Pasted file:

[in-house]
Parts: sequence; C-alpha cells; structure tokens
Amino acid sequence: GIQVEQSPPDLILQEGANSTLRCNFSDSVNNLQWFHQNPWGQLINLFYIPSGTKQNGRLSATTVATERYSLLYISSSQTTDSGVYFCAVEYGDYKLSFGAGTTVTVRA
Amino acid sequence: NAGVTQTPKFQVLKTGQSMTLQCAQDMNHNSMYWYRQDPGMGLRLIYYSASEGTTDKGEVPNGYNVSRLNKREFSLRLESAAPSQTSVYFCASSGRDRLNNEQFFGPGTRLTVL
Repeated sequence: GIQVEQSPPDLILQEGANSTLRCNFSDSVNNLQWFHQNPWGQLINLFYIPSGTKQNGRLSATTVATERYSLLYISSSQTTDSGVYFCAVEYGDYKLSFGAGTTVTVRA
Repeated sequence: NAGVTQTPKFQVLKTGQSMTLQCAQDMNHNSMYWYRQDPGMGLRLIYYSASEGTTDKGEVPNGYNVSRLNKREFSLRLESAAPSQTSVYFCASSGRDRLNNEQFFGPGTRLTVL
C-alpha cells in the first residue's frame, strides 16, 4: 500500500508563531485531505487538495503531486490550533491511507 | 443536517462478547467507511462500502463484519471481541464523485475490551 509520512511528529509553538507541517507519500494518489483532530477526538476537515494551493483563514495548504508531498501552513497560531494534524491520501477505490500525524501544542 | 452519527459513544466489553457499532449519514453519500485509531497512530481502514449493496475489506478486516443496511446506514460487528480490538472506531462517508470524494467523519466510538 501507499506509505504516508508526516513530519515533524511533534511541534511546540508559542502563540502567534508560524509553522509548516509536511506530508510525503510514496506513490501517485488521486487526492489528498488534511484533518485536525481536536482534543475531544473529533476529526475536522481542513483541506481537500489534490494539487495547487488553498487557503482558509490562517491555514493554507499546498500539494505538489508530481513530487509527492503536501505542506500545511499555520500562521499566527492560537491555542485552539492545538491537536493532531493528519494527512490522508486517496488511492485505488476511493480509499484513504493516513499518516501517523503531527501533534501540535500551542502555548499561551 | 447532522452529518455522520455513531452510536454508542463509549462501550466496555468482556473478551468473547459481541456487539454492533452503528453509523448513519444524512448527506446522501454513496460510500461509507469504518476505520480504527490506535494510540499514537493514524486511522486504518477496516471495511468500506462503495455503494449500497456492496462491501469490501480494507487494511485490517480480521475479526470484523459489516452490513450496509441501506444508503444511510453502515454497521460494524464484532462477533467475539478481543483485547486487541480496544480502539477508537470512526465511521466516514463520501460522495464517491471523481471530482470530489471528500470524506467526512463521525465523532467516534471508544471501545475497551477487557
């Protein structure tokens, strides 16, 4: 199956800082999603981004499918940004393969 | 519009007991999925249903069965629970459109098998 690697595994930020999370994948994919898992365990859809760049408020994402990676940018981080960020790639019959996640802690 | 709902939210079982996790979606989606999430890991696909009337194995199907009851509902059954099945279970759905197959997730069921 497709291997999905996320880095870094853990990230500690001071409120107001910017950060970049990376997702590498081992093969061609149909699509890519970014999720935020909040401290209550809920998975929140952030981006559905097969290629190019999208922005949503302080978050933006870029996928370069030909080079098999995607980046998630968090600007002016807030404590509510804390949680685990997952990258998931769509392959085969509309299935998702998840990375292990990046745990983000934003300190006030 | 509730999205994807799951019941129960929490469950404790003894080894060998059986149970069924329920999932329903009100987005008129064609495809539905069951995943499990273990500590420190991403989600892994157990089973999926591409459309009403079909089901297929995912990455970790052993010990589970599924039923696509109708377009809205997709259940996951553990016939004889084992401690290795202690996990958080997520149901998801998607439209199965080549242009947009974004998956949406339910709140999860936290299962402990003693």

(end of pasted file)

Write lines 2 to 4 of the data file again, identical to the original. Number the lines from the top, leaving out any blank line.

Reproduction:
Parts: sequence; C-alpha cells; structure tokens
Amino acid sequence: GIQVEQSPPDLILQEGANSTLRCNFSDSVNNLQWFHQNPWGQLINLFYIPSGTKQNGRLSATTVATERYSLLYISSSQTTDSGVYFCAVEYGDYKLSFGAGTTVTVRA
Amino acid sequence: NAGVTQTPKFQVLKTGQSMTLQCAQDMNHNSMYWYRQDPGMGLRLIYYSASEGTTDKGEVPNGYNVSRLNKREFSLRLESAAPSQTSVYFCASSGRDRLNNEQFFGPGTRLTVL